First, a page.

John Makin, writing for conservative-leaning think tank the American Enterprise Institute, warned on Monday that "Now is the time to preempt deflation." Conservatives are usually inflation hawks. So, why are some of them calling for "aggressive monetization" to avoid the deflation threat in the U.S. and Europe?
Deflation is an actual fall in prices, rather than just the inflation rate getting lower, which is call disinflation. Recall that the fear of deflation was the main reason the Federal Reserve instituted the first round of quantitative easing. What was the Fed so afraid of?
There are three main reasons to fear deflation.
First, when people expect that prices will be lower in the future, they spend less today. If you're thinking of buying a new car and expect the price will be a lot lower six months from now, why not wait?
Thus, falling prices shift consumption from the present to the future as consumers wait for prices to fall, and the drop in demand can further depress the economy, lead to more price decreases, more cuts in spending -- and a downward spiral into a recession.
Second, deflation raises the inflation-adjusted interest rate, and that can cause consumers to spend less on durables like cars, appliances and houses that are purchased with credit. Rising inflation-adjusted interest rates also increase the cost of borrowing and can depress business investment.
That's not the end of the story. As consumption and investment spending fall, aggregate demand declines, and that causes prices to fall even further. The result is even more deflation, more cuts in consumption and spending, further decreases in prices and the economy crashes in what Irving Fisher called a debt-deflation spiral.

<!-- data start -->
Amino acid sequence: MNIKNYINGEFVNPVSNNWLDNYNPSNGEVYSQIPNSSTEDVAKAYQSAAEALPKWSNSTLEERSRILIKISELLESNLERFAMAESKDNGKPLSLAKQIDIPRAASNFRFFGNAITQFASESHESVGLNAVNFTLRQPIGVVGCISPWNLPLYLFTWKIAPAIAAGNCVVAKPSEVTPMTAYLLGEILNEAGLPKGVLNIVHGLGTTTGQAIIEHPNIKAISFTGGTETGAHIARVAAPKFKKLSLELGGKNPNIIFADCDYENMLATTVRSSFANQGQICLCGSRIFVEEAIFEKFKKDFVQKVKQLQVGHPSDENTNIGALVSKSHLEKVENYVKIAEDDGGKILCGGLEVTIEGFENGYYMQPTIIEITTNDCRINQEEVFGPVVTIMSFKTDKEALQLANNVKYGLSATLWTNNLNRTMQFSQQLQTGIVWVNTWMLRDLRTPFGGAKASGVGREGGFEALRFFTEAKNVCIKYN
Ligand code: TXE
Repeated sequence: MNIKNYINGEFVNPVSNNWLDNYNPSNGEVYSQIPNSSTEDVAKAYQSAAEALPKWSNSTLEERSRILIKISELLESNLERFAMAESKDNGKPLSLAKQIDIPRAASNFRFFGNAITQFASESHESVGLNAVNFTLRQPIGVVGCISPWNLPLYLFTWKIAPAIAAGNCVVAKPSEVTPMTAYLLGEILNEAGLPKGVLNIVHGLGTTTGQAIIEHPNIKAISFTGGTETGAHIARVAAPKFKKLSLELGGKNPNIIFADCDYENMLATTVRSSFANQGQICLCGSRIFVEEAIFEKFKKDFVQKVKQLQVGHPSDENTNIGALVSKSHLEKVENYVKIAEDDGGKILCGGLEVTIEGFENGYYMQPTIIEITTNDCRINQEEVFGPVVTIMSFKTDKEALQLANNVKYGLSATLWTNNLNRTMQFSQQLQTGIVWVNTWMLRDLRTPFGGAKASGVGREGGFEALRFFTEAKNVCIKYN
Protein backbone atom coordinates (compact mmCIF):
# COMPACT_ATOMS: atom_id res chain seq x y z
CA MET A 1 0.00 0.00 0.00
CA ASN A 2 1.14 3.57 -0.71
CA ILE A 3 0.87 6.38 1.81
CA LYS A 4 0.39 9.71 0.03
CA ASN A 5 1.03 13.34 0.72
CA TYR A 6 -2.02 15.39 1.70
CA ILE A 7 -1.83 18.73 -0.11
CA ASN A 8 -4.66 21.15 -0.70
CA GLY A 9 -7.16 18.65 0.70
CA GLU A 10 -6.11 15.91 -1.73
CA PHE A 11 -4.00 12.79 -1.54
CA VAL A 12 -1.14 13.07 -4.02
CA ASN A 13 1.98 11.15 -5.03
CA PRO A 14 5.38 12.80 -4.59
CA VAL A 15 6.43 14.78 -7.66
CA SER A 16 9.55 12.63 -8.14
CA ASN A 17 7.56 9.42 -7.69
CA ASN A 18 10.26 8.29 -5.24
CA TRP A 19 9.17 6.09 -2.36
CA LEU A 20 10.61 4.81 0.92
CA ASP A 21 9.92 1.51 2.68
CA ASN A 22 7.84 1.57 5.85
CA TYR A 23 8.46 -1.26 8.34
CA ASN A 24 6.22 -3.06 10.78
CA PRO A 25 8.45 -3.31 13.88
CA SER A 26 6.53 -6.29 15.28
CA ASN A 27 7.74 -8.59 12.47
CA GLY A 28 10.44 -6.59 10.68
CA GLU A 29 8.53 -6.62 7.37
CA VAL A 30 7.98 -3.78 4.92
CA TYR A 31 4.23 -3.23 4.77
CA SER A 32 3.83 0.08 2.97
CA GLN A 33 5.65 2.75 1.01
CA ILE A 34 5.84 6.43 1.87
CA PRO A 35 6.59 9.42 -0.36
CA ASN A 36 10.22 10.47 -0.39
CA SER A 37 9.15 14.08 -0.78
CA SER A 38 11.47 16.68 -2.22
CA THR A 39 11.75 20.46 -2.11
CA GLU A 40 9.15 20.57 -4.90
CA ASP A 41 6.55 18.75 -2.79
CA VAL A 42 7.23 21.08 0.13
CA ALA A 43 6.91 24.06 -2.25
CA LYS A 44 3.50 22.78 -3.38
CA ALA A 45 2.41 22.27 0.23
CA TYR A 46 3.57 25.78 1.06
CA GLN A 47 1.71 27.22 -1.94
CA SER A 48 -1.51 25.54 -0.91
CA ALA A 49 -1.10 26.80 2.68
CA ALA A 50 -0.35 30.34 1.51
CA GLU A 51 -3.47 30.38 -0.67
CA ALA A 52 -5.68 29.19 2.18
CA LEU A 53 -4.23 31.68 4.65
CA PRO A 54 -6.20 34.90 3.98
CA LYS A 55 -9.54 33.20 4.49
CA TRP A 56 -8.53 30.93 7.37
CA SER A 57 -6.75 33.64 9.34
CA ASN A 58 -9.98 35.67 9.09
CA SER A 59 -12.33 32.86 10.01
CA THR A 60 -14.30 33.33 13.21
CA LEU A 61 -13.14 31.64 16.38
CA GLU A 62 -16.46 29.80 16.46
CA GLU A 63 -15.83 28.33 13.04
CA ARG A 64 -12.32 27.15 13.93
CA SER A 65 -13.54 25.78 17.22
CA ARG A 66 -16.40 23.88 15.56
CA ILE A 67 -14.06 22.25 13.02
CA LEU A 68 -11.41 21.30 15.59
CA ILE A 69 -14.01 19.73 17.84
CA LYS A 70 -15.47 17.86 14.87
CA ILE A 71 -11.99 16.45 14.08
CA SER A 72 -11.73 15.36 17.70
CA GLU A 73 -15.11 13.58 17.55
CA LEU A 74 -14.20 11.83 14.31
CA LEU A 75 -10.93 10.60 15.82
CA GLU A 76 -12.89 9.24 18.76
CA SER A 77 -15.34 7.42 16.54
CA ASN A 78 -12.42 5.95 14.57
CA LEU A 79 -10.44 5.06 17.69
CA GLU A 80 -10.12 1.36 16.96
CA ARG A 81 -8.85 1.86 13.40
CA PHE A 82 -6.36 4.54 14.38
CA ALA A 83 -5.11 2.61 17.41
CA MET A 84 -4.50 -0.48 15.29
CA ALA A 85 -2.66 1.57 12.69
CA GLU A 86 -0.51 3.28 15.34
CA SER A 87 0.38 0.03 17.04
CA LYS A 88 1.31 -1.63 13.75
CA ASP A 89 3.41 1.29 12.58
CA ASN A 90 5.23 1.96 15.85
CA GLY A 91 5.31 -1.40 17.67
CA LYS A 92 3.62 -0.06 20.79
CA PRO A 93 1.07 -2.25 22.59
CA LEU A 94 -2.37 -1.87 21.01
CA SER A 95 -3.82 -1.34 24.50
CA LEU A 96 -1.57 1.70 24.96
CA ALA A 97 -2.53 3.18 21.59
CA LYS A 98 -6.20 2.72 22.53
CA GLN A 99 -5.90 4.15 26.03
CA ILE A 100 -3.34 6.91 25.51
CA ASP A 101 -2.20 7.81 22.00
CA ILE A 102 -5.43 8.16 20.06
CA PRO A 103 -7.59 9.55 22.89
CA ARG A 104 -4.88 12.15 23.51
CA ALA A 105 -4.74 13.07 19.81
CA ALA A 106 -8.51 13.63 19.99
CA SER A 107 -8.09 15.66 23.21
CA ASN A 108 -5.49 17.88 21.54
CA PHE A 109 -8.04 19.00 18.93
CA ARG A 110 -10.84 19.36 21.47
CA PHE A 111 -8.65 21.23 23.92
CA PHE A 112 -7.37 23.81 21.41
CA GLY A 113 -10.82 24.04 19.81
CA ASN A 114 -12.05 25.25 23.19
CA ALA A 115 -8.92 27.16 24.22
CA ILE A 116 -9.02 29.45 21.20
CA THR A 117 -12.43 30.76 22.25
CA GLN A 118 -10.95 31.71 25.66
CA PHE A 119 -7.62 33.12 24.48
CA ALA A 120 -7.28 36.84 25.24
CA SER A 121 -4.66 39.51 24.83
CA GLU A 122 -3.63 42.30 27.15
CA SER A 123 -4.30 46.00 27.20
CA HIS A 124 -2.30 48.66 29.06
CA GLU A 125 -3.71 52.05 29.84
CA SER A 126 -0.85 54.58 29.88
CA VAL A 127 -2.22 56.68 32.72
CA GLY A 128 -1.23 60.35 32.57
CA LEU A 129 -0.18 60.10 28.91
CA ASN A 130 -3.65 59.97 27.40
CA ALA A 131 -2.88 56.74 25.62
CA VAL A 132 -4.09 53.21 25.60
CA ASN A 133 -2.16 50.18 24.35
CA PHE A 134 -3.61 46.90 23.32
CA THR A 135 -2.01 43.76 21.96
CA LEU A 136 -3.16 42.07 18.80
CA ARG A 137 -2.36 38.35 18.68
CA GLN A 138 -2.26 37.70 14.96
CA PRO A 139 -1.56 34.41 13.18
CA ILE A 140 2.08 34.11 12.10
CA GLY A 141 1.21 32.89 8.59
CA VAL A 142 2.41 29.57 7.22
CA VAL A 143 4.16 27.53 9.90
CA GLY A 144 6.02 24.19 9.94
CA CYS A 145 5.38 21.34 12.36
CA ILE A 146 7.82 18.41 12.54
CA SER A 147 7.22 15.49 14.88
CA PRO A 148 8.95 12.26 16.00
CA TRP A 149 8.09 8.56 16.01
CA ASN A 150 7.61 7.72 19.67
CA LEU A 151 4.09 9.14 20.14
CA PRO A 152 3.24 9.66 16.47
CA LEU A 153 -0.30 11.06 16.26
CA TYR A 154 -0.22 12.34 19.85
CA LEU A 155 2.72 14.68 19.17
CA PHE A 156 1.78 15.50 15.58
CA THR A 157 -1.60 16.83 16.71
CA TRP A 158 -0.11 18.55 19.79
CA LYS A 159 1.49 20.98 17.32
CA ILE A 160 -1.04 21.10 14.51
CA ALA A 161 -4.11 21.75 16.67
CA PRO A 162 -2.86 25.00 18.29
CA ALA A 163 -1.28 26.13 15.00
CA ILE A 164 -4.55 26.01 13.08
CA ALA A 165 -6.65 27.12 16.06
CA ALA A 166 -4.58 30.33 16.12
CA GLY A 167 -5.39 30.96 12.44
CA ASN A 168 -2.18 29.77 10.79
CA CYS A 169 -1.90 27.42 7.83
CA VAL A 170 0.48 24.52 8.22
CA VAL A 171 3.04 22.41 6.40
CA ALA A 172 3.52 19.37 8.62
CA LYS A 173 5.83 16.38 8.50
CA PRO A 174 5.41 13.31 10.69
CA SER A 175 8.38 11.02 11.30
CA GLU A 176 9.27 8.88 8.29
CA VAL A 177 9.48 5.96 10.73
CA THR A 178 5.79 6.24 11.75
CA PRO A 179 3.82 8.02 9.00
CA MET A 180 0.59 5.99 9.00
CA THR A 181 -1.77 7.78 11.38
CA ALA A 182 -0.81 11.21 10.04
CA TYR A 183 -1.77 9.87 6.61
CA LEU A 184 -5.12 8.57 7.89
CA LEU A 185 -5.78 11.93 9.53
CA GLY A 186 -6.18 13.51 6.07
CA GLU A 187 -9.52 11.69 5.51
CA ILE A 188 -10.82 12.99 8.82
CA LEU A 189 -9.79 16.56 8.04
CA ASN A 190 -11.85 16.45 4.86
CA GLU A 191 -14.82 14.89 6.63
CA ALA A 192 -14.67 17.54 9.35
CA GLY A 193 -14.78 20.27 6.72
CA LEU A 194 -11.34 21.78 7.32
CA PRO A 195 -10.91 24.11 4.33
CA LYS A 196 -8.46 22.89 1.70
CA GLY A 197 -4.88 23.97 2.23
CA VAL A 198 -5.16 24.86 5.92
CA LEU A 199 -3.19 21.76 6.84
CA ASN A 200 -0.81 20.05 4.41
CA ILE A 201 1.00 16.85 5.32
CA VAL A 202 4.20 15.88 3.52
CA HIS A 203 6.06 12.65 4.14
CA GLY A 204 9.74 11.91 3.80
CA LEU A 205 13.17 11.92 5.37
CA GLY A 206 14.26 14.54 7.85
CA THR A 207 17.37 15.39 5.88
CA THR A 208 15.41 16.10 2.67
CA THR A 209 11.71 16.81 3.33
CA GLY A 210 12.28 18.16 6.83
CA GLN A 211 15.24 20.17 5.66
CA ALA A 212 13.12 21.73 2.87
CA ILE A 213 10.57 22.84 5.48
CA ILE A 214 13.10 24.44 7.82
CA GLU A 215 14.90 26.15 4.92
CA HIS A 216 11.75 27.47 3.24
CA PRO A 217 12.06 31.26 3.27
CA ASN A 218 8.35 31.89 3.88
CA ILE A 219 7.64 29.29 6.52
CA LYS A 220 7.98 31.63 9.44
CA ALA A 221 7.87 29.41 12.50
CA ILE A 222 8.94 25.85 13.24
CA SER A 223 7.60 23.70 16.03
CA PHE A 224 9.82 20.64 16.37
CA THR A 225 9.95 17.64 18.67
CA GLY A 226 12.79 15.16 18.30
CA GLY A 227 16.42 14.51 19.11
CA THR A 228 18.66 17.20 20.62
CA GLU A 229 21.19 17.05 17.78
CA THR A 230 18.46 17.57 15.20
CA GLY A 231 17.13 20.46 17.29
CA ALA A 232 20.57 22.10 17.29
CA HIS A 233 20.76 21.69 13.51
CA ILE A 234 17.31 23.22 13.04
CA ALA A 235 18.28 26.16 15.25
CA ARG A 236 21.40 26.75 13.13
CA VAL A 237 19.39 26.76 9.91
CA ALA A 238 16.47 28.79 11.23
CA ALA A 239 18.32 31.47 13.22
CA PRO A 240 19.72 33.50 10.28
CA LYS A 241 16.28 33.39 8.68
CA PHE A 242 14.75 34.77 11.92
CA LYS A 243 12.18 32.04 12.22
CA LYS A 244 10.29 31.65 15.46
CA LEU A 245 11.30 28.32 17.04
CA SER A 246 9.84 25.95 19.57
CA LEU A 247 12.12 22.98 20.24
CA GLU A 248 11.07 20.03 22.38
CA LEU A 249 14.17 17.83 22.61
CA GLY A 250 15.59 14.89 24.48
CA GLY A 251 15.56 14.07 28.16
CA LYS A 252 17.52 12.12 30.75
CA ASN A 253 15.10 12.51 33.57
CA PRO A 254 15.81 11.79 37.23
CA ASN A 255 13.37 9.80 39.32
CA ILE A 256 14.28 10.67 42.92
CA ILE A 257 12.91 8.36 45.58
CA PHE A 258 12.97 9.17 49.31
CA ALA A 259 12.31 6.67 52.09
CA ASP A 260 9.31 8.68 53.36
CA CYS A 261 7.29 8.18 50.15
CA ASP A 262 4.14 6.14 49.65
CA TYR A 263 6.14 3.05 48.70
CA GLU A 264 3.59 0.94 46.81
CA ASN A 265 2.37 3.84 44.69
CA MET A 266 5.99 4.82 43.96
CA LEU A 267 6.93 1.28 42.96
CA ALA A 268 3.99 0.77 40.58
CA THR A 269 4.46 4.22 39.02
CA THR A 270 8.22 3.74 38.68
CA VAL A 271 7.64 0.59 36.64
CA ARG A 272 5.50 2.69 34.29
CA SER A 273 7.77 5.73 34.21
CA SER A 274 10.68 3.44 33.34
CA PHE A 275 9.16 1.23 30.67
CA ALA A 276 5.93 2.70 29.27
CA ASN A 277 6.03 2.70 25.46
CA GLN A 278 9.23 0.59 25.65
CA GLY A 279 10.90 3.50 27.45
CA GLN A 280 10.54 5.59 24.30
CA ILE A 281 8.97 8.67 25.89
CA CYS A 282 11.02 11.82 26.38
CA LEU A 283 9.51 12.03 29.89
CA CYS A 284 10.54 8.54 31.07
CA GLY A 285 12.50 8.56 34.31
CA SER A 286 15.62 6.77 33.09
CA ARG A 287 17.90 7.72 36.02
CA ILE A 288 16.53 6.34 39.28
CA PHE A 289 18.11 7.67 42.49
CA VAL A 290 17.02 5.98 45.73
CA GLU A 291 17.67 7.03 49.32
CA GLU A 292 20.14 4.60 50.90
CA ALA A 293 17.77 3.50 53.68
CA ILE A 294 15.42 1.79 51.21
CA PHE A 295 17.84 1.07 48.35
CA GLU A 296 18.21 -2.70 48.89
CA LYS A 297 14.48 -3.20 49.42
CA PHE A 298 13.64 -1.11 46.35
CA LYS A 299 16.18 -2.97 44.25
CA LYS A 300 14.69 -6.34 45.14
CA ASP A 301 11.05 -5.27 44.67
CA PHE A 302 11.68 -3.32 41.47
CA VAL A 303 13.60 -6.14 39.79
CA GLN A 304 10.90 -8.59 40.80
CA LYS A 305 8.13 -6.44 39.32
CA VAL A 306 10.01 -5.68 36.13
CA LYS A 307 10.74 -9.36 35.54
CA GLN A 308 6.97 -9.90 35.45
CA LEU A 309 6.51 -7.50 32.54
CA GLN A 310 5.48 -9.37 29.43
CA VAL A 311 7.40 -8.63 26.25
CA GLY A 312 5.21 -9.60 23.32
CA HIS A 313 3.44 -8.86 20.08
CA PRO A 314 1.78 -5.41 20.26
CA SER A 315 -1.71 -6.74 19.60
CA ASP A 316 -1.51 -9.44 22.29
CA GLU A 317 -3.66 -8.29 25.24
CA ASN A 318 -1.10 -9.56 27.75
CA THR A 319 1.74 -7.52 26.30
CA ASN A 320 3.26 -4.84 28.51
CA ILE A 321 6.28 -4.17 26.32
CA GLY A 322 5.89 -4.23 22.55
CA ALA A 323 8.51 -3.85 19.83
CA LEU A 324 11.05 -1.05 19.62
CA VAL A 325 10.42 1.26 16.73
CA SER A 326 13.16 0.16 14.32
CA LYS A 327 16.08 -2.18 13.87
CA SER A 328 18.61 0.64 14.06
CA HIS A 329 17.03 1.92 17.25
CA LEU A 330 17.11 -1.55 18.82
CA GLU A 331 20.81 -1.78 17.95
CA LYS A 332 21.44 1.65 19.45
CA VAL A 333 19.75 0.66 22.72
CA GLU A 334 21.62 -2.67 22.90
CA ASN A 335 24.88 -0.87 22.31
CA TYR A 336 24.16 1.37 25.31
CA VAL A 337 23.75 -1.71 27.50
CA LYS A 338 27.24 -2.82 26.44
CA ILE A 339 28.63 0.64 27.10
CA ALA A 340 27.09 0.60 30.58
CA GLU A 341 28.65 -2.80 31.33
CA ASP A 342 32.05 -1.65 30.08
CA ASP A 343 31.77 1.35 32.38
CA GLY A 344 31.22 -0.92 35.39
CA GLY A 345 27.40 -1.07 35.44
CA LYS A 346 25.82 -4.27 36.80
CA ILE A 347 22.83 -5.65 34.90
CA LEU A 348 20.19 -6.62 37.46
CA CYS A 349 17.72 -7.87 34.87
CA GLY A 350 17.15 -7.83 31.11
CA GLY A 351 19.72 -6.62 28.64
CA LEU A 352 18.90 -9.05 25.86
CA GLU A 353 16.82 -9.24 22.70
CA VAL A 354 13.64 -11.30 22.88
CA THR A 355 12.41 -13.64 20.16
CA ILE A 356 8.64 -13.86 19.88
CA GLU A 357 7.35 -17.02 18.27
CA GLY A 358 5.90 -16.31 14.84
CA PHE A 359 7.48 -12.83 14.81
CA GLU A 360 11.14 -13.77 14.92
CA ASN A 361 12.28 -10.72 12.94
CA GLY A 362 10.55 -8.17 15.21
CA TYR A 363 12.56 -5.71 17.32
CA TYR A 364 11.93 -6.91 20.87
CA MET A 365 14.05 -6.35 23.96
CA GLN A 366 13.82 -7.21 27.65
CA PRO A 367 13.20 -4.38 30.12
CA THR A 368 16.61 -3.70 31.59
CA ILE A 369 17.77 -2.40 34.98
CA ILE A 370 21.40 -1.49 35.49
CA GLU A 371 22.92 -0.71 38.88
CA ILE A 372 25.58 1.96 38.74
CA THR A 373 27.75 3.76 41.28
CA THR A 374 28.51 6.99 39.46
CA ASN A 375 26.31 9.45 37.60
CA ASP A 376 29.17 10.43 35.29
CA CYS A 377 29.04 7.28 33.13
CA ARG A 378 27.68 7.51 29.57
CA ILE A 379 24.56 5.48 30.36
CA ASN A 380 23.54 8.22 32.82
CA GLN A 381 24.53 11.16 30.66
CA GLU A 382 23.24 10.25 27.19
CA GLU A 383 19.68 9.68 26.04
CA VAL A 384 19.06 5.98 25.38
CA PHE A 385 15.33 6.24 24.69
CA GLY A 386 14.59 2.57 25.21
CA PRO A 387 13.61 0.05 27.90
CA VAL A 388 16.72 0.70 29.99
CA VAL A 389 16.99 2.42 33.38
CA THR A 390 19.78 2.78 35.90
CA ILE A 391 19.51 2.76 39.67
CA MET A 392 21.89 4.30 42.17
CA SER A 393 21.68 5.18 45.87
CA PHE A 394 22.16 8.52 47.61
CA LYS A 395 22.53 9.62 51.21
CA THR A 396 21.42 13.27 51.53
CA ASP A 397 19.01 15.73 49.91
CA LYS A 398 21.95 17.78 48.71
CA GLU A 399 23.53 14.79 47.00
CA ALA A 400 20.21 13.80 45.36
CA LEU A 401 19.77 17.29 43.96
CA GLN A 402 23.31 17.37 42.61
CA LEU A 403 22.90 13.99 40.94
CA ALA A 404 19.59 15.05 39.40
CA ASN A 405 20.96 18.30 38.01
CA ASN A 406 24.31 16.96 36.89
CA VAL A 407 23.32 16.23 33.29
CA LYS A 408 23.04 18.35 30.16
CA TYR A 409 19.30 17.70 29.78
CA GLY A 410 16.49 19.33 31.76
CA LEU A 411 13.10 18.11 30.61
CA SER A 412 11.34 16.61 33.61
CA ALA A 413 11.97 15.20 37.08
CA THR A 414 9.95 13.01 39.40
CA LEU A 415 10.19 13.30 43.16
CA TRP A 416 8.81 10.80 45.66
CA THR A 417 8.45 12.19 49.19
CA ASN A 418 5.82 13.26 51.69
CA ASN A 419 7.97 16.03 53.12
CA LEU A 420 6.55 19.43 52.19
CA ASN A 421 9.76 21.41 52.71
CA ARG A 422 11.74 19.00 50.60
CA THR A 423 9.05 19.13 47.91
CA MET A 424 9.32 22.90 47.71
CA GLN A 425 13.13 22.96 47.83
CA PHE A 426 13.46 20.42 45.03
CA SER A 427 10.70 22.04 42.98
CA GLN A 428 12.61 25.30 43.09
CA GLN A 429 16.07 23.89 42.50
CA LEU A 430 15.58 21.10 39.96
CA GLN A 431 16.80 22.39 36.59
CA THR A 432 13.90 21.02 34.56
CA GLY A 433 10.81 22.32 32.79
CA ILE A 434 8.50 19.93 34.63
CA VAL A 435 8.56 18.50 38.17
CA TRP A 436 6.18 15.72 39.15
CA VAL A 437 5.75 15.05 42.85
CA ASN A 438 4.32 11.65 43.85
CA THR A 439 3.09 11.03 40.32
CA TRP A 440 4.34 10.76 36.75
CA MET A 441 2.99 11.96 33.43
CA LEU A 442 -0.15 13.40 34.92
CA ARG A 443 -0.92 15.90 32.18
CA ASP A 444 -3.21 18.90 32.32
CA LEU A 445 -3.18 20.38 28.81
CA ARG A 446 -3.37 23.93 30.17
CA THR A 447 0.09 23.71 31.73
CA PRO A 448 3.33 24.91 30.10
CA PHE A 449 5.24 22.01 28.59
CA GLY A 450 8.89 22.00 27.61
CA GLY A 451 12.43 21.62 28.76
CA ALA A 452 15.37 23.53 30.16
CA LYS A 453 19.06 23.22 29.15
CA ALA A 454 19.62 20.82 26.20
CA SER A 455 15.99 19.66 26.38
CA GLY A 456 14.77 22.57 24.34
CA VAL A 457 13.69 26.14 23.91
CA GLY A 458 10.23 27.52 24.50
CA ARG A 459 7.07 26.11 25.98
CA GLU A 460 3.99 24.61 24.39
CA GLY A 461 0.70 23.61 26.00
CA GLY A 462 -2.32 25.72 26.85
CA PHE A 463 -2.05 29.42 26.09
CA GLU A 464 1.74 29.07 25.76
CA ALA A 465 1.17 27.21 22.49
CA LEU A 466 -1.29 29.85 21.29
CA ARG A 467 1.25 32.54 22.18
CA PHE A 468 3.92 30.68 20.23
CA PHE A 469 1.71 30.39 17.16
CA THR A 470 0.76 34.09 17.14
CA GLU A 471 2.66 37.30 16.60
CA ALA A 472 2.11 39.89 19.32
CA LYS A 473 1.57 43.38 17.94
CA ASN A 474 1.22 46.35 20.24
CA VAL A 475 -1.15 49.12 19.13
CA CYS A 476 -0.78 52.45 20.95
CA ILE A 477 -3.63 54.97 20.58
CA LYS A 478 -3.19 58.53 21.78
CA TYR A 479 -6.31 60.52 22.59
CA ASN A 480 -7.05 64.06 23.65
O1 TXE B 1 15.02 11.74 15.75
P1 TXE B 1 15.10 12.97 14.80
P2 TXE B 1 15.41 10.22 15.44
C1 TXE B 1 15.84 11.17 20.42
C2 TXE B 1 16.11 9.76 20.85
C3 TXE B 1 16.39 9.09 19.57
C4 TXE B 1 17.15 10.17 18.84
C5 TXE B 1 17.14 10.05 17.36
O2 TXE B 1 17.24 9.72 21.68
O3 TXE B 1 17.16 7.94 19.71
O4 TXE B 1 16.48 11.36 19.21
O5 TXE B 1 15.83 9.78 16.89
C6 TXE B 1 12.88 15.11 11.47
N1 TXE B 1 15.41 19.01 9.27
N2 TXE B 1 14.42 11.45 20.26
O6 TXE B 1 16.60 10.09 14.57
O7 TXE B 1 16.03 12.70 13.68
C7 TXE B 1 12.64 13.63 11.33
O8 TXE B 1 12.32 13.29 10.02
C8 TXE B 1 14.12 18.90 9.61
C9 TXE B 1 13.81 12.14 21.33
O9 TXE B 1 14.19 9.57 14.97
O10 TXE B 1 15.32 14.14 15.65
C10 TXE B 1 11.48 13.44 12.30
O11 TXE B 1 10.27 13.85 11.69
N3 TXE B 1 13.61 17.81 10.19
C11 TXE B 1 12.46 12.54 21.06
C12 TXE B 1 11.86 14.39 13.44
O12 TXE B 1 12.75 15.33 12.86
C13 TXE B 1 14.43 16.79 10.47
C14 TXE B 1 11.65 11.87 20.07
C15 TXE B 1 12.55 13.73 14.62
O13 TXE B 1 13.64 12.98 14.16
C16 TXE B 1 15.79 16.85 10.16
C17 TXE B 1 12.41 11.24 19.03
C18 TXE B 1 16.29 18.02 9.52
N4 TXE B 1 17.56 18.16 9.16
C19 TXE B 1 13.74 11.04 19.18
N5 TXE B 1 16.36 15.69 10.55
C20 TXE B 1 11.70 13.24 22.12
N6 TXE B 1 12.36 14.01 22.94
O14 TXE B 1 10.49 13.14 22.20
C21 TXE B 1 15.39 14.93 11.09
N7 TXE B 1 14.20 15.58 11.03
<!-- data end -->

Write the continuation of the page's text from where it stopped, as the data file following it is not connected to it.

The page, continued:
Another way to say this is that deflation discourages new borrowing and makes existing borrowers worse off because it raises the inflation-adjusted value of debts and makes the debts harder to pay off. So, it imposes a burden on borrowers.
Now, it may seem as though the increase in inflation-adjusted payments by borrowers is matched by lenders' higher earnings -- the borrower's loss is the lender's gain. But that's not correct. The reduced consumption by households as their loan payments rise isn't matched by a corresponding increase in consumption by lenders (who are generally wealthy and tend to save the extra income). Thus, overall spending falls. That depresses demand further, prices fall more and the result is Fisher's debt-deflation spiral.
The third problem with deflation is that wages and prices are generally sticky. That is, they don't adjust as quickly as needed to keep supply and demand balanced. Wages tend to be particularly sticky in the downward direction. The problem is that when prices are falling but wages aren't, it increases the inflation-adjusted cost of labor, and that leads to unemployment. The rise in unemployment leads to less spending, and that causes prices to fall further. Once again, the economy can enter a downward spiral.
Finally, it's important to note that outright deflation isn't required for these problems to emerge. Disinflation -- when inflation rates are above zero but declining -- can also be troublesome.
Central bankers have an aversion to inflation. Indeed, it seems to be a requirement for the job. But what they really fear is deflation. Evidence from the Great Recession, when prices fell by around 25 percent, and from the "lost decade" in Japan suggests it can lead to big problems for an economy -- and monetary authorities are unwilling to take a chance of that happening again.